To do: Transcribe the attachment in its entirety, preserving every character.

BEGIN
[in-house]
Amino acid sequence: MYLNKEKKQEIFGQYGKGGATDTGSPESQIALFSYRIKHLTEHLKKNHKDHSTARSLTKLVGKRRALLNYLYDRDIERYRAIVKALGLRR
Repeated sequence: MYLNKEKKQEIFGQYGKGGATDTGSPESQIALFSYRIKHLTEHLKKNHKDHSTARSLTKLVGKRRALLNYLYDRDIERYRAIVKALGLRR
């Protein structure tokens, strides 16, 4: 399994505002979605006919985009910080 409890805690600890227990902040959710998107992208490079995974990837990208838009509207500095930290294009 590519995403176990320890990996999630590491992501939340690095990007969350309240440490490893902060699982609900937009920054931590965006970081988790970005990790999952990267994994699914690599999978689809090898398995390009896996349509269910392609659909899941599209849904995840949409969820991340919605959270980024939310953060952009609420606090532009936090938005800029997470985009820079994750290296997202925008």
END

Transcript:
[in-house]
Amino acid sequence: MYLNKEKKQEIFGQYGKGGATDTGSPESQIALFSYRIKHLTEHLKKNHKDHSTARSLTKLVGKRRALLNYLYDRDIERYRAIVKALGLRR
Repeated sequence: MYLNKEKKQEIFGQYGKGGATDTGSPESQIALFSYRIKHLTEHLKKNHKDHSTARSLTKLVGKRRALLNYLYDRDIERYRAIVKALGLRR
């Protein structure tokens, strides 16, 4: 399994505002979605006919985009910080 409890805690600890227990902040959710998107992208490079995974990837990208838009509207500095930290294009 590519995403176990320890990996999630590491992501939340690095990007969350309240440490490893902060699982609900937009920054931590965006970081988790970005990790999952990267994994699914690599999978689809090898398995390009896996349509269910392609659909899941599209849904995840949409969820991340919605959270980024939310953060952009609420606090532009936090938005800029997470985009820079994750290296997202925008």